How to help|
Anyone interesting in sending a donation to help the people of Honduras can do so by mailing it to one of the following addresses:
Residents continue to wait on rooftops for help in the aftermath of Hurricane Mitch, which dumped 25 inches of rain in six hours and brought on huge mudslides in the Central American country about the size of Tennessee.
The devastation brought on by Mitch has prompted Mercer County residents with ties to the country to provide aid.
Cheryl Howell, her husband, Marty, and their three children have been working as missionaries in Honduras for 12 years. A native of the Greenville area, Mrs. Howell has been updating her family about the state of San Pedro Sula via e-mail.
"She said she'll never forget listening to mothers screaming for their children who were still inside the houses," said Corine Hoyson, Mrs. Howell's sister. "Or fathers trying to save the cars, which may sound silly for us but for people who make $100 a year they save for years. Many who went did not return."
Denisse Cukierkorn, a native of Honduras who lives in Farrell, has been talking with her parents and sister living in the nation's capital of Tegucigalpa.
"The people who are alive are starving," she said. "Much of the relief can't get to many of the people. People who had very little, now have nothing."
Mrs. Cukierkorn's father, who is active in the city's Rotary Club, is working with others to lend aid. The family owns a chemical lab and is donating medicines.
"No one is working," she said. "They are helping people full time. This has set the country back at least 20 years. But out of the tragedy everyone has united -- rich and poor -- to help each other out."
Mrs. Cukierkorn is working through Temple Beth Israel in Sharon to collect money to send to Honduras.
"I know the money is going to get channeled into the right hands," she said, adding that it would be distributed through Rotary International. "Any thing that anyone could give would be wonderful."
In Honduras alone, 700,000 people will need food for the next month, U.N. World Food Program representative Giuseppi Lubatti estimated.
Ms. Hoyson's parish, Sharon Baptist Church in Hermitage, worked with other parishes to collect items to be shipped to Honduras today. It was unclear if and when another shipment of supplies could go out.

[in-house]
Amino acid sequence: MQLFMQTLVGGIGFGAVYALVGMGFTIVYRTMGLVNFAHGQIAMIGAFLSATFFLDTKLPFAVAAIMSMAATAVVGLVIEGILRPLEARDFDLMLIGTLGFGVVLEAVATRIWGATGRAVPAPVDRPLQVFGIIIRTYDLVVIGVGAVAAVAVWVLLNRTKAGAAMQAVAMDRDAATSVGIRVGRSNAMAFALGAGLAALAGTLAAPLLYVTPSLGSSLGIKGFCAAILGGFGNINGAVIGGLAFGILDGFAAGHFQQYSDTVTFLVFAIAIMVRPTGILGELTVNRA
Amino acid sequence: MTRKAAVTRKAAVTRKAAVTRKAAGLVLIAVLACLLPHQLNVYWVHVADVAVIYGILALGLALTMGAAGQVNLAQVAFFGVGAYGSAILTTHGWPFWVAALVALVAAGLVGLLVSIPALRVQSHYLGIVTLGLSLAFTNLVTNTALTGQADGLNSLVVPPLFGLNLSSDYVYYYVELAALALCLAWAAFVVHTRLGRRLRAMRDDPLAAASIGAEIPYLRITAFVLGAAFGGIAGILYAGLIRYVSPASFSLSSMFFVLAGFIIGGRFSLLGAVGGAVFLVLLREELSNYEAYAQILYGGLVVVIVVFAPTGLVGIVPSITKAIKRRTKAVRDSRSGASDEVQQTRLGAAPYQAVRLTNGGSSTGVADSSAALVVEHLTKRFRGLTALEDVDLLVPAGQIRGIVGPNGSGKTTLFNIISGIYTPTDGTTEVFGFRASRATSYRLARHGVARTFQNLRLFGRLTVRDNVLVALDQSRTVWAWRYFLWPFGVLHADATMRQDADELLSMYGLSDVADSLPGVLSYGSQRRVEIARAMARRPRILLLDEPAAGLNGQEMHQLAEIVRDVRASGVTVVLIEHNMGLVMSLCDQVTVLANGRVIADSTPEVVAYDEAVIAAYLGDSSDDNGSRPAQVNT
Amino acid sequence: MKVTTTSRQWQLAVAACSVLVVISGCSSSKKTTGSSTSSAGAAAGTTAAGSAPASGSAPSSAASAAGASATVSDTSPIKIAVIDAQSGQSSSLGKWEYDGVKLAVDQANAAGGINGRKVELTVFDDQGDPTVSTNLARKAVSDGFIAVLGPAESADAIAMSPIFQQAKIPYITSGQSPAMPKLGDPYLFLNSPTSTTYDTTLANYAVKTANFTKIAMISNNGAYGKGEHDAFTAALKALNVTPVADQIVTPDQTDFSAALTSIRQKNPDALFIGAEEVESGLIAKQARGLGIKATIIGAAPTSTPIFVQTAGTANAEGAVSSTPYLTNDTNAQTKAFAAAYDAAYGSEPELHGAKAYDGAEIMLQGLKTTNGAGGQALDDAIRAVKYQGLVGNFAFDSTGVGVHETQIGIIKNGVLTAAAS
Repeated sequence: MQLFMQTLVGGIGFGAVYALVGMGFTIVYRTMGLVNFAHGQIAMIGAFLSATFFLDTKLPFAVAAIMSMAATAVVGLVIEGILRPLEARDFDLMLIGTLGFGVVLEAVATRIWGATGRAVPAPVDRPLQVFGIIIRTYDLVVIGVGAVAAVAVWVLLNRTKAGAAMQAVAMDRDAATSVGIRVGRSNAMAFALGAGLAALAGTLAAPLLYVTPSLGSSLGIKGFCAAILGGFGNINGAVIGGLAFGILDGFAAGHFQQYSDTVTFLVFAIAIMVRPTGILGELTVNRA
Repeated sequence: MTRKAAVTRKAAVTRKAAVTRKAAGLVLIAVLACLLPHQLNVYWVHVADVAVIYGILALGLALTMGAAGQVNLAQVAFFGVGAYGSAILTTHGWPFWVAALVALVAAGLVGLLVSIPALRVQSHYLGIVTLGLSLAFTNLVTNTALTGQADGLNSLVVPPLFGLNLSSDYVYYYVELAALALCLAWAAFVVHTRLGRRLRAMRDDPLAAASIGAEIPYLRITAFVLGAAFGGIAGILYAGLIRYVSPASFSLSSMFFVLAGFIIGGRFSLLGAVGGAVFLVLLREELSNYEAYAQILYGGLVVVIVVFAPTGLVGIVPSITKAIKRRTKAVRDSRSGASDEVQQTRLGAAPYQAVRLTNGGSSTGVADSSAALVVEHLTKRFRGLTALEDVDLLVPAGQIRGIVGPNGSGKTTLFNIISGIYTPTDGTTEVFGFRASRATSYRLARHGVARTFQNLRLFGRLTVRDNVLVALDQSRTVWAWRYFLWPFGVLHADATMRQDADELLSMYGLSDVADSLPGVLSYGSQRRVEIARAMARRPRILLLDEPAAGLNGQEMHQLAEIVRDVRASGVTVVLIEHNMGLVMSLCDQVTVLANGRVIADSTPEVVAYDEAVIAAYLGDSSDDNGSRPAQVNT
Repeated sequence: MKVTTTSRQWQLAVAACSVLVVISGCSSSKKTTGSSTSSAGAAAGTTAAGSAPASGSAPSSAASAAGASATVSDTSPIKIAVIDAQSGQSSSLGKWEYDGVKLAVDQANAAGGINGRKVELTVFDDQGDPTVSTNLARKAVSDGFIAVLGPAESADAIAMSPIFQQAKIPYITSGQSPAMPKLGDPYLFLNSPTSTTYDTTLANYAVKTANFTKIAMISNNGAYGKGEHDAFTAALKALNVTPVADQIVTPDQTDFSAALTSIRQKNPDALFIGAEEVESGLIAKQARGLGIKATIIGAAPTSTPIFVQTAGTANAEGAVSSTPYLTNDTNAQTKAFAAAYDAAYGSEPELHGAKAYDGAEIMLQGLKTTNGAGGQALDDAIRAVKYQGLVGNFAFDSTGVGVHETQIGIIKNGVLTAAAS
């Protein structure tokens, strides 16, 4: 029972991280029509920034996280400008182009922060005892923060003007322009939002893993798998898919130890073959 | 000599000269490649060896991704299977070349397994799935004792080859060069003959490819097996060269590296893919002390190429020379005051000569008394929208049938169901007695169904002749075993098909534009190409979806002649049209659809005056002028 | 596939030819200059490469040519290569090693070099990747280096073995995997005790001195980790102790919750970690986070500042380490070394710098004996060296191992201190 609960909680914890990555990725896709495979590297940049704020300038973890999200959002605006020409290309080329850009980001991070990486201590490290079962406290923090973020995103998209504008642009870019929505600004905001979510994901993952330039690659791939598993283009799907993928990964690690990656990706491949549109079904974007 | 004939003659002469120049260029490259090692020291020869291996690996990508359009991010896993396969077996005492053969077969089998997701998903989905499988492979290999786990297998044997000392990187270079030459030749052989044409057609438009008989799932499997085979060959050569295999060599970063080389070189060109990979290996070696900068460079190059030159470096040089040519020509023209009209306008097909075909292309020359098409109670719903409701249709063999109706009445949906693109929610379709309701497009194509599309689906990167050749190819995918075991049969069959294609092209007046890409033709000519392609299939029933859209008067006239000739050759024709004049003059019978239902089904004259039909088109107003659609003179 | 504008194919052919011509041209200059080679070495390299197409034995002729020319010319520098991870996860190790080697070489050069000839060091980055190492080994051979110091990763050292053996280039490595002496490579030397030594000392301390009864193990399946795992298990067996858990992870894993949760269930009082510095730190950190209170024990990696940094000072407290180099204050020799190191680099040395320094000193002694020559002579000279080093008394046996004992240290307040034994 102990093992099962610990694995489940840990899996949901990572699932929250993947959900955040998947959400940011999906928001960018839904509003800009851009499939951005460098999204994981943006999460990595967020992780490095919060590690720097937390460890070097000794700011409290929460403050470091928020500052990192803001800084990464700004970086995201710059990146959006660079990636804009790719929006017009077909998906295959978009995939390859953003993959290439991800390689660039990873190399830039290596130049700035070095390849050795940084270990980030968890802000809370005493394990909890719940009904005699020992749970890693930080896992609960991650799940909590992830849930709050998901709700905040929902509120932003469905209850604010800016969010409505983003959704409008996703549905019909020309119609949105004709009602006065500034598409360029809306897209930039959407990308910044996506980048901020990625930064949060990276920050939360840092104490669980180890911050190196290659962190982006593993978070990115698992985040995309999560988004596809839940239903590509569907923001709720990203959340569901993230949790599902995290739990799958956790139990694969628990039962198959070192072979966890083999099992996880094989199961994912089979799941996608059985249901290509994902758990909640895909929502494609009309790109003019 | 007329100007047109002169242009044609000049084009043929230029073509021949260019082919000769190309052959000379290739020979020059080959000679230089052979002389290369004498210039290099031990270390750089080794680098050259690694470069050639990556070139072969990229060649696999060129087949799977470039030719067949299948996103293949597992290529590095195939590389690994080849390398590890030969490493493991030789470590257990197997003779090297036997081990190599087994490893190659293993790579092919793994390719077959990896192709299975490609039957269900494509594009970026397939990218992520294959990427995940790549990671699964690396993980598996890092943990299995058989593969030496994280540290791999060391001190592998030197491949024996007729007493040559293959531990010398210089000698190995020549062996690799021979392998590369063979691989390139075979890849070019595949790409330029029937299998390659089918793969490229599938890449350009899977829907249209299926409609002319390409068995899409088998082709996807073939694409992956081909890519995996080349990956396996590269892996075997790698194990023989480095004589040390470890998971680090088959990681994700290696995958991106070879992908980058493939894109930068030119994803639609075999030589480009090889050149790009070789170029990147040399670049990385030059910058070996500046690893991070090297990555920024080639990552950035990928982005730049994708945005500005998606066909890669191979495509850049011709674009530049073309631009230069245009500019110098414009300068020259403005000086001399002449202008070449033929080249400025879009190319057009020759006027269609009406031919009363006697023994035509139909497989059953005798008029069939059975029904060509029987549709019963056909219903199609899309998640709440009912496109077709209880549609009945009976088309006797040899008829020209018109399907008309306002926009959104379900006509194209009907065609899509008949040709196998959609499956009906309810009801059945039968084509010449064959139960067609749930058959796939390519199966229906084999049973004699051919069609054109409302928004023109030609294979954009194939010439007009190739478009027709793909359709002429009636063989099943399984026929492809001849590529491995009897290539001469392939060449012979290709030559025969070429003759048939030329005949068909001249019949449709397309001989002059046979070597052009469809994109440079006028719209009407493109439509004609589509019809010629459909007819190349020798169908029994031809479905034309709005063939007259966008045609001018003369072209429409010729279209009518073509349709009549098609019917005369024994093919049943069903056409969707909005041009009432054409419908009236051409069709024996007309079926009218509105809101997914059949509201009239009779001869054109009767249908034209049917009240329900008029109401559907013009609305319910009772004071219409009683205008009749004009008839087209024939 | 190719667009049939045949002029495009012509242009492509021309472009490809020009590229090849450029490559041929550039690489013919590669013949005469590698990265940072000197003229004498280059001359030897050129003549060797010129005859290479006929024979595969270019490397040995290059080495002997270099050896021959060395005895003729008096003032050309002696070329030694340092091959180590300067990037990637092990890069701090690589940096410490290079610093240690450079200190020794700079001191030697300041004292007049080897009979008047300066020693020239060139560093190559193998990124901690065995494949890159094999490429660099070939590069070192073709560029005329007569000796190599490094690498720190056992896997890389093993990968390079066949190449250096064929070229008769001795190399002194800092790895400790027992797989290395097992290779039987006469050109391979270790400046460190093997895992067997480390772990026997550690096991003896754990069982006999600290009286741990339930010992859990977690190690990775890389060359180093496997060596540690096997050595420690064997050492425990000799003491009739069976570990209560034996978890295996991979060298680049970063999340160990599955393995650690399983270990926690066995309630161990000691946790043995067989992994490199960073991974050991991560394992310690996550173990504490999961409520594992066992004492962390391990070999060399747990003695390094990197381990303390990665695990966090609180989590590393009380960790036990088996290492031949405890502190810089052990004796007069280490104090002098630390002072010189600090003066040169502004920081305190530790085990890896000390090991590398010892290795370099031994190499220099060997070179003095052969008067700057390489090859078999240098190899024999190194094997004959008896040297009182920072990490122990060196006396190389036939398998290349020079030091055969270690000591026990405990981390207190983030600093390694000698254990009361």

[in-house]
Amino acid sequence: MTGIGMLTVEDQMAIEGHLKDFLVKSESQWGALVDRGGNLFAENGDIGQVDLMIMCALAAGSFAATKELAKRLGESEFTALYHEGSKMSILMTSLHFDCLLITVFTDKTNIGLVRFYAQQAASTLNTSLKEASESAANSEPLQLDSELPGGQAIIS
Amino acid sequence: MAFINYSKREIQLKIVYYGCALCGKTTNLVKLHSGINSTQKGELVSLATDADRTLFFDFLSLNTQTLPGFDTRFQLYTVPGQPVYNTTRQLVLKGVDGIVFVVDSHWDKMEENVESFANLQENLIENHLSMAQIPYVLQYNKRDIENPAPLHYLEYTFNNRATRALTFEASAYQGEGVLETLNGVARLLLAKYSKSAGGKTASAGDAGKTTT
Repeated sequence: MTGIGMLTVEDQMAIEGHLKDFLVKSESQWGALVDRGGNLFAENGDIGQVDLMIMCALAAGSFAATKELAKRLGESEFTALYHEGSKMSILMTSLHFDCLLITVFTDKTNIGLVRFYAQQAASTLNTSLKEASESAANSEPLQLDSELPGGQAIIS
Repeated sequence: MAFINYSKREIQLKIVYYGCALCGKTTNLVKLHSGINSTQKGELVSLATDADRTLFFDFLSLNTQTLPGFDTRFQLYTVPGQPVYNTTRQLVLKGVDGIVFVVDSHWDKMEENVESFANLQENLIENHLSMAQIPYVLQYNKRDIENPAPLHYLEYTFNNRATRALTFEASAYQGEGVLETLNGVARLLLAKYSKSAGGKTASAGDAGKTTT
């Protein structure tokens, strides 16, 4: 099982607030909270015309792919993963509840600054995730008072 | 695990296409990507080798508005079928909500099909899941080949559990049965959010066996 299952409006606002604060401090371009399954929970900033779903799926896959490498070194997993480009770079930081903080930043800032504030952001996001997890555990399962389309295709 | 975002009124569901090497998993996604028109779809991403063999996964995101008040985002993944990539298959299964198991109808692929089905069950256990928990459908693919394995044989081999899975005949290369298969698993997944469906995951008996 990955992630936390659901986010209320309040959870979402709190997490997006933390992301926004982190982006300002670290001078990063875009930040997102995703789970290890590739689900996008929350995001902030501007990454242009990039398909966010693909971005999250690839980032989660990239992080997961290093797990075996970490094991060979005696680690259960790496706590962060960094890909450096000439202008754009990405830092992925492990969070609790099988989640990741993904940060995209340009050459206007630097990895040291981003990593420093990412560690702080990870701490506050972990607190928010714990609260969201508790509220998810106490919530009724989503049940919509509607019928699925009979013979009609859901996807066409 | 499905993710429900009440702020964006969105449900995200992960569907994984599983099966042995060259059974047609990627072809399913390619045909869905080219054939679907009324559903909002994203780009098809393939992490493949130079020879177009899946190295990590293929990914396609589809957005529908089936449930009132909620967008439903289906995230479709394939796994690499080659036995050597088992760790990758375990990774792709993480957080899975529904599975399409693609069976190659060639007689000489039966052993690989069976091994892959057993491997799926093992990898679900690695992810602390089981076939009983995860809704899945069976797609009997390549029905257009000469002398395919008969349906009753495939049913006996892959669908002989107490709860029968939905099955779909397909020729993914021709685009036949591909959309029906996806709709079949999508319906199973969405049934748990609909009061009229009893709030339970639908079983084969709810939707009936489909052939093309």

"They (the Howells) are trying to feed more than 300 people a day," Ms. Hoyson said.
In a race against time, relief agencies trying to feed tens of thousands isolated by Hurricane Mitch are struggling to deliver tons of food, despite ruptured roads, backed-up airports and too few helicopters.
"It's even hard for people to get around in the city," Mrs. Cukierkorn said. "All of the bridges in the country were wiped out."
Hunger and disease threaten to raise the death toll from Mitch, which Central American officials estimate has killed more than 10,000 in the region. If confirmed, that would make Mitch among the five worst hurricanes ever in the Caribbean.
Marilyn Riley of Hermitage has made five trips to Honduras with Pro-Papa Missions to provide medical and dental treatment for the people.
"For people to think Miami had a hurricane and everything is OK now don't realize that the federal government and others were there to lend aid," she said. "But the government doesn't have anything to give in Honduras."
Mrs. Riley agreed that money is the best donation because it's easy to get in and out of the country. Supplies are more difficult to transport into the country.
U.S. military engineers have been sent to help repair roads and bridges. U.S. forces also will help transport pipes into Tegucigalpa to repair the water network, now running at 25 percent capacity.